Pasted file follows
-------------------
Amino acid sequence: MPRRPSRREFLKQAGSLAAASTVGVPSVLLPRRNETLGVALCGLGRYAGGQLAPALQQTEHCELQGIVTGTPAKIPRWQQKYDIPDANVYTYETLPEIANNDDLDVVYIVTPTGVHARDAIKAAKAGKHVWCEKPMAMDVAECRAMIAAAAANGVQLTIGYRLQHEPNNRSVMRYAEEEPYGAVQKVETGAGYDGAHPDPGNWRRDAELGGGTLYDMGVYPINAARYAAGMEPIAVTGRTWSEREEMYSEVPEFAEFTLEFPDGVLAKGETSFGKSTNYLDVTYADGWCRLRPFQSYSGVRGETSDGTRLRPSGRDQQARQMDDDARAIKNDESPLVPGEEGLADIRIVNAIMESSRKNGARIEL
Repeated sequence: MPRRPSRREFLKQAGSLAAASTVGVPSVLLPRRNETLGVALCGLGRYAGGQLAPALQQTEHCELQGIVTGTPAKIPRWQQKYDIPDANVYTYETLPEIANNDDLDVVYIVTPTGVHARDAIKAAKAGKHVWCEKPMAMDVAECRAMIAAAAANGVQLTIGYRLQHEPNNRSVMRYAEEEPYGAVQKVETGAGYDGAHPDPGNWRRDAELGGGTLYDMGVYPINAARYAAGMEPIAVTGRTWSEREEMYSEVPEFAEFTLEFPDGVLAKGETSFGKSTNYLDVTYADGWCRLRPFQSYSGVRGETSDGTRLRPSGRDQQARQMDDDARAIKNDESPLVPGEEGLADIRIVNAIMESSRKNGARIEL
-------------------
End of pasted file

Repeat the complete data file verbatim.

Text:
Amino acid sequence: MPRRPSRREFLKQAGSLAAASTVGVPSVLLPRRNETLGVALCGLGRYAGGQLAPALQQTEHCELQGIVTGTPAKIPRWQQKYDIPDANVYTYETLPEIANNDDLDVVYIVTPTGVHARDAIKAAKAGKHVWCEKPMAMDVAECRAMIAAAAANGVQLTIGYRLQHEPNNRSVMRYAEEEPYGAVQKVETGAGYDGAHPDPGNWRRDAELGGGTLYDMGVYPINAARYAAGMEPIAVTGRTWSEREEMYSEVPEFAEFTLEFPDGVLAKGETSFGKSTNYLDVTYADGWCRLRPFQSYSGVRGETSDGTRLRPSGRDQQARQMDDDARAIKNDESPLVPGEEGLADIRIVNAIMESSRKNGARIEL
Repeated sequence: MPRRPSRREFLKQAGSLAAASTVGVPSVLLPRRNETLGVALCGLGRYAGGQLAPALQQTEHCELQGIVTGTPAKIPRWQQKYDIPDANVYTYETLPEIANNDDLDVVYIVTPTGVHARDAIKAAKAGKHVWCEKPMAMDVAECRAMIAAAAANGVQLTIGYRLQHEPNNRSVMRYAEEEPYGAVQKVETGAGYDGAHPDPGNWRRDAELGGGTLYDMGVYPINAARYAAGMEPIAVTGRTWSEREEMYSEVPEFAEFTLEFPDGVLAKGETSFGKSTNYLDVTYADGWCRLRPFQSYSGVRGETSDGTRLRPSGRDQQARQMDDDARAIKNDESPLVPGEEGLADIRIVNAIMESSRKNGARIEL